Well, Hurricane Earl came and went, and fortunately its trajectory changed at the last minute and Roatan was able to avoid a lot of the predicted damages. The island still suffered, but not to the extent that we all thought, and for that we are grateful. Other parts of Central American were not so lucky, and we wish them well in their continuing reconstruction efforts.
We have been through a variety of storms since we came to Roatan three years ago, but since Roatan is below the hurricane belt, this is the first time in several years where there has been even the possibility of a hurricane reaching Roatan's shores. We had seen this one coming for a week and the forecast had gotten worse in the three days before Earl's arrival, so we had ample time to prepare. And while the worst of the storm missed us and we didn't have to implement all the preparations we made, it was a good test run to see how we would face next rainy season and to see if any changes need to be made.
Storm preparedness is imperative to surviving a storm (in style). After three years of storm power outages, we finally bit and bought a generator, which was immensely helpful. We will, however, be omitting ideas like that, as we're just focusing on affordable and easy ways to prepare for a storm. Let's have at it!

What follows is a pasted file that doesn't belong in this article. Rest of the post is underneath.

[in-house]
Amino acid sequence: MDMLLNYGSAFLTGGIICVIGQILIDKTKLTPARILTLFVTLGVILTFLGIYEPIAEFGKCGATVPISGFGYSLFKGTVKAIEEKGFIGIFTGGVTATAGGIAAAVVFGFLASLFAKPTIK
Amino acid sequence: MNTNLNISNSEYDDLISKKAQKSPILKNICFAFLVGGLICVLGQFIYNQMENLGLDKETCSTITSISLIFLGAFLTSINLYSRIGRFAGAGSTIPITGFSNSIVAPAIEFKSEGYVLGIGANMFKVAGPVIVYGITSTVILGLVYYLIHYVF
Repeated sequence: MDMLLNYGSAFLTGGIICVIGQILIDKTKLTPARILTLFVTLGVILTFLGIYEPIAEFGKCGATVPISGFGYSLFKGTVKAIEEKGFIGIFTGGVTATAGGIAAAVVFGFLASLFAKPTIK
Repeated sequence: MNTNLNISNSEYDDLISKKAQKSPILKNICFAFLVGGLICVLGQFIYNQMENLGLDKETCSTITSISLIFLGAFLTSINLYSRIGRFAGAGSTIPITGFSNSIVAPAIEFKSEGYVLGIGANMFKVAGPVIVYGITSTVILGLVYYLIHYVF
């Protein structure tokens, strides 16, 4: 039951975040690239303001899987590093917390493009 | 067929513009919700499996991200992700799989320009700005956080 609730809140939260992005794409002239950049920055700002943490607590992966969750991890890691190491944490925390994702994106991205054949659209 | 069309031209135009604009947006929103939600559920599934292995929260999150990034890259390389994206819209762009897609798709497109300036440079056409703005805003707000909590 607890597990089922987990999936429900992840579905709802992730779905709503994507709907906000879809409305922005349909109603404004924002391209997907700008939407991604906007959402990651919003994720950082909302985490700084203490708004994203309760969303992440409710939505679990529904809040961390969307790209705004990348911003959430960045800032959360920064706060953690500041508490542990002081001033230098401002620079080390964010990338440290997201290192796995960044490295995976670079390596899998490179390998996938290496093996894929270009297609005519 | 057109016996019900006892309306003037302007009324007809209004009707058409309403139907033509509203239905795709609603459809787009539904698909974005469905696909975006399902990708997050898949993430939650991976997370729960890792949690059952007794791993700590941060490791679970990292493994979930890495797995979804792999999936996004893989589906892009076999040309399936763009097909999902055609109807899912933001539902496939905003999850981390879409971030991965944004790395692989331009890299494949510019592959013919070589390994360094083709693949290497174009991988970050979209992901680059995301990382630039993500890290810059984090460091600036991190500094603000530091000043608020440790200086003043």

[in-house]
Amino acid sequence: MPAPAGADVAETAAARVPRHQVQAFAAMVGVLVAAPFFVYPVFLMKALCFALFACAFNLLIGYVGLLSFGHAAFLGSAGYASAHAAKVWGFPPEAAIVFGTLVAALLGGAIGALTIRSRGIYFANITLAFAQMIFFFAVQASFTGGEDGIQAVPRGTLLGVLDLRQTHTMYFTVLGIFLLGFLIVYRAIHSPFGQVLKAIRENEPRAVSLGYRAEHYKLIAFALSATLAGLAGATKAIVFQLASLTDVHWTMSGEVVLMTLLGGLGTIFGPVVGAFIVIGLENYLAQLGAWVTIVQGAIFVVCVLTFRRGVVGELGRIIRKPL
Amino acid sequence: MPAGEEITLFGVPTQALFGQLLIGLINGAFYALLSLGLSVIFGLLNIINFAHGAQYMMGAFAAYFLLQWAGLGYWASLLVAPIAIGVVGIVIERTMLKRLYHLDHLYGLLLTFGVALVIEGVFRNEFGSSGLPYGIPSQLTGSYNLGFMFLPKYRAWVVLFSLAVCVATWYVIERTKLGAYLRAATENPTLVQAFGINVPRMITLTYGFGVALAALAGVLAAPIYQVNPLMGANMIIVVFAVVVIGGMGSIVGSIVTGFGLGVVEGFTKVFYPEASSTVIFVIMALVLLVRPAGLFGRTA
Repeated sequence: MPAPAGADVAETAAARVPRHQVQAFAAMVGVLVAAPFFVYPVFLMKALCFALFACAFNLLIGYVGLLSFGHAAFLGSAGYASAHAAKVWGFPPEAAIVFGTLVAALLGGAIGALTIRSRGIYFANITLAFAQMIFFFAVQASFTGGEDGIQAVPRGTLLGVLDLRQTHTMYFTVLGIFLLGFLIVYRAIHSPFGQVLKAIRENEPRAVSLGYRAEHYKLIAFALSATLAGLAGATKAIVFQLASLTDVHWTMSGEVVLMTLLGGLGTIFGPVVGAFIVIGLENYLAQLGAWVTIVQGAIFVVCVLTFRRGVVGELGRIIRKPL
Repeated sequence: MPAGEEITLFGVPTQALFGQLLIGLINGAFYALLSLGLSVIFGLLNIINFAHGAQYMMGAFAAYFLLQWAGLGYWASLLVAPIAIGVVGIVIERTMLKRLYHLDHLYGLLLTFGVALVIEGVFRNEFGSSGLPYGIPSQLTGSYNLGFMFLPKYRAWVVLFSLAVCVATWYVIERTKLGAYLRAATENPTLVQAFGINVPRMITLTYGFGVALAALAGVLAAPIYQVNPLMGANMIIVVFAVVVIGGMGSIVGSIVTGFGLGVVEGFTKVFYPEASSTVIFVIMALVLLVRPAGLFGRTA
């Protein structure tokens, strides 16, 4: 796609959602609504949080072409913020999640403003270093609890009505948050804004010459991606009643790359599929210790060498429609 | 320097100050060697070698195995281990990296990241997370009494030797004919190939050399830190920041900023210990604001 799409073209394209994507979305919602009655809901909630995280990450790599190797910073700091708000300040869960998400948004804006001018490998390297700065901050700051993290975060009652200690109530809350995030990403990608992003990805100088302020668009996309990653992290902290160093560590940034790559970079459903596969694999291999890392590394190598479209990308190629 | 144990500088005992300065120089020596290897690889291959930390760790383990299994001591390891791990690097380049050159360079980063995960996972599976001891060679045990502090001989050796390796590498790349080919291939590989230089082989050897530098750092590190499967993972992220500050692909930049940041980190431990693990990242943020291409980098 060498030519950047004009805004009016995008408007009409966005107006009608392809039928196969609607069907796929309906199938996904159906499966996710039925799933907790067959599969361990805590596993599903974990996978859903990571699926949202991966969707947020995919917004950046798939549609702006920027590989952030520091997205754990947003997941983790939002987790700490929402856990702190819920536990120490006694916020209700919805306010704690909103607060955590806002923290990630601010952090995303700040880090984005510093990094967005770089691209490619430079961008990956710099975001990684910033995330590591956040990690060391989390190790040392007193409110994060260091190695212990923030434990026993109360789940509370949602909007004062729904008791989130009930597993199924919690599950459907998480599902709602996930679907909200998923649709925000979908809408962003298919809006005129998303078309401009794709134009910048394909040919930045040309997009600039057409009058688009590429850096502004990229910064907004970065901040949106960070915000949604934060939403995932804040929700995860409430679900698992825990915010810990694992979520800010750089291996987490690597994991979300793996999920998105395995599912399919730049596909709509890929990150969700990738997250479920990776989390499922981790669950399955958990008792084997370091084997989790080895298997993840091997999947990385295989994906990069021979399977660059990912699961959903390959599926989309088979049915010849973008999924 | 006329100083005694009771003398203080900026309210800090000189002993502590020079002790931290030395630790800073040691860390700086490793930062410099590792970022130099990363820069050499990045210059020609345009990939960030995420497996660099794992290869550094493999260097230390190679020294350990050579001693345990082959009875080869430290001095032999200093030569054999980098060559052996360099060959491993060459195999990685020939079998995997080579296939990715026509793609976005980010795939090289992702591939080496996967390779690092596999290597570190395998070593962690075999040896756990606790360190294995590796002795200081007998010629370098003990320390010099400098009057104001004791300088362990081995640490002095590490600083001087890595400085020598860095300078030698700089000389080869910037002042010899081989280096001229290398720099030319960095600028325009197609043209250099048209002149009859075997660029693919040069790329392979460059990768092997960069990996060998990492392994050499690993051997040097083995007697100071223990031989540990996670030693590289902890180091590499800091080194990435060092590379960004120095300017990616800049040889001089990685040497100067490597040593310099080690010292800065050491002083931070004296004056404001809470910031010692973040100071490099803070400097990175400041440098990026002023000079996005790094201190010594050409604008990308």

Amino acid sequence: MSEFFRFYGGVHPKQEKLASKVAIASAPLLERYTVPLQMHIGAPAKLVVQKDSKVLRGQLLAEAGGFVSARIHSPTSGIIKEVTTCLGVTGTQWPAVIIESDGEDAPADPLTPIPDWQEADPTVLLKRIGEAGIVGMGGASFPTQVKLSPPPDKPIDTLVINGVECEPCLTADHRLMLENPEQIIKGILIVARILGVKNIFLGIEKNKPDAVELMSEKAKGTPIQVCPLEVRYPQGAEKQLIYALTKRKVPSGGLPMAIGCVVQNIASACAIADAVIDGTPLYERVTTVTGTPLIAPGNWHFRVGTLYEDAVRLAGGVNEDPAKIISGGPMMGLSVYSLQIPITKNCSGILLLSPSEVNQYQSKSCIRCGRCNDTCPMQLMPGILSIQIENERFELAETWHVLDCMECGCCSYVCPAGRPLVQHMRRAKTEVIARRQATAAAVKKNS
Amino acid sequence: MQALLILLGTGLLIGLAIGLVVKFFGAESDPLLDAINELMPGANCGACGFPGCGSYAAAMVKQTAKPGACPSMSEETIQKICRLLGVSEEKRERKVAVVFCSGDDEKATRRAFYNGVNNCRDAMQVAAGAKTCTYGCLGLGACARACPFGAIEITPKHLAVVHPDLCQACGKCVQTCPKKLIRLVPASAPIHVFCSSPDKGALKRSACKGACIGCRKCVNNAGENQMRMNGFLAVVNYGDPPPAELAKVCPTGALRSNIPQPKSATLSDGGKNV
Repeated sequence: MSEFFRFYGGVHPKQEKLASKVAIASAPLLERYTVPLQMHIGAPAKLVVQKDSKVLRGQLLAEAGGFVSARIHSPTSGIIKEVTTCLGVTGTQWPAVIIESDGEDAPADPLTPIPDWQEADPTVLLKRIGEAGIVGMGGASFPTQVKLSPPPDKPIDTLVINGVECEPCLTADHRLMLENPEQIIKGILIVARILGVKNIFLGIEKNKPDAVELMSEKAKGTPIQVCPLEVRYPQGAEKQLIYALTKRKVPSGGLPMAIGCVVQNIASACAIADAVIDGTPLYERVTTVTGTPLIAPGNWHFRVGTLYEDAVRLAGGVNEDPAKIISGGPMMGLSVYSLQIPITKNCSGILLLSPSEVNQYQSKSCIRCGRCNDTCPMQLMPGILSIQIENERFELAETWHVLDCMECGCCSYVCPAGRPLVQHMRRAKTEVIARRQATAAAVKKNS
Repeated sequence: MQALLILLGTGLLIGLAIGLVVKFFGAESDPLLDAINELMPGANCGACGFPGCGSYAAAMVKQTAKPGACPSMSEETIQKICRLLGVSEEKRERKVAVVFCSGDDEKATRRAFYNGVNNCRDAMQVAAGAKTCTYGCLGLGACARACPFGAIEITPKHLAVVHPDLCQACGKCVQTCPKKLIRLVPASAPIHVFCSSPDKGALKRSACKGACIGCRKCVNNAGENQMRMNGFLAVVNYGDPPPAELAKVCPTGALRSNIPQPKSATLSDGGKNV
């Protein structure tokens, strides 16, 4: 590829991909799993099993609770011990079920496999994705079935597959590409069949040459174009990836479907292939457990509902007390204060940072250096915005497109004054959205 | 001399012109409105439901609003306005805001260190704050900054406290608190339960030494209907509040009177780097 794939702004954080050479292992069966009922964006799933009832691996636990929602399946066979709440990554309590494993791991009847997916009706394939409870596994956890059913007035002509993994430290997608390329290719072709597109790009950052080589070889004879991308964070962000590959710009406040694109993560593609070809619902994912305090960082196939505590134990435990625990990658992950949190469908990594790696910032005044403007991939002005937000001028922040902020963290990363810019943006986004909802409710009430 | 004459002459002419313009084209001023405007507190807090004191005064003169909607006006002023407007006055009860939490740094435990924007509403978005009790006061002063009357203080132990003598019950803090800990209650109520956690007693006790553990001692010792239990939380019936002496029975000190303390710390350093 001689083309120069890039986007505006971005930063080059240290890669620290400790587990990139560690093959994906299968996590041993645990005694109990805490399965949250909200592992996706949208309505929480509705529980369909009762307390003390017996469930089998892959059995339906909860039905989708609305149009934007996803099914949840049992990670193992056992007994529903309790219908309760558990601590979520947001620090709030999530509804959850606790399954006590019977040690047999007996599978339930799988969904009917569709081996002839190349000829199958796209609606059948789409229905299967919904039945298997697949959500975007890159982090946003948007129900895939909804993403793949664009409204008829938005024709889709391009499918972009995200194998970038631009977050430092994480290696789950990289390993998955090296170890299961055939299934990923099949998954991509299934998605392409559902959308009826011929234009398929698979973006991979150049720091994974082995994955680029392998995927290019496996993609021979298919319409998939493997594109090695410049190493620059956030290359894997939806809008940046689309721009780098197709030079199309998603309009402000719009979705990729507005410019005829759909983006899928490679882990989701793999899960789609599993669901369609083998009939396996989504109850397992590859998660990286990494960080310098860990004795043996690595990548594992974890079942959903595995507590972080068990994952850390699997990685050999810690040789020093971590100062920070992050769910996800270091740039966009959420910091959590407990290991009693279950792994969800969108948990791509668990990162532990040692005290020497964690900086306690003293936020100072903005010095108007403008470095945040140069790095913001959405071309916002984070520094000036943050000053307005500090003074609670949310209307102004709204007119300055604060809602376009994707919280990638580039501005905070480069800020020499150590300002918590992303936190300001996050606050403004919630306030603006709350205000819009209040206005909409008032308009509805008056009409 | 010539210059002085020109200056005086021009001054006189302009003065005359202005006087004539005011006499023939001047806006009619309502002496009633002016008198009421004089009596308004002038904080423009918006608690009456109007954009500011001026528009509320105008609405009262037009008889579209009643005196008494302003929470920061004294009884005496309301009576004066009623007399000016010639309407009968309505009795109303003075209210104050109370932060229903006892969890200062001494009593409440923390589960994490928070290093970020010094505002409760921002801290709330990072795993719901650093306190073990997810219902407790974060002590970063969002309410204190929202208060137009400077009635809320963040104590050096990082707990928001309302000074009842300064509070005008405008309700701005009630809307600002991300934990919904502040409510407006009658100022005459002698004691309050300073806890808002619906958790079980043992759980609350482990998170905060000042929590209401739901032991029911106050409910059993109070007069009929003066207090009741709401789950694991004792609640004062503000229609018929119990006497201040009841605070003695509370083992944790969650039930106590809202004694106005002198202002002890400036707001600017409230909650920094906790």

Tip 1. Research and make a checklist
Before we started preparing, we made a checklist of what we needed to get through this storm based on what we felt we were missing in the last storms. We had a general idea of what we would need, but we wanted to make sure that there wasn't anything significant that we missed. We went online to look up different preparations lists, and figured out what we felt was useful and feasible.
When you make a checklist, make sure to also write down any emergency numbers you may need, and make a mental (or physical) plan for an emergencies that may crop up, like water leaks or power outages. It's better to be too prepared than to be caught unawares.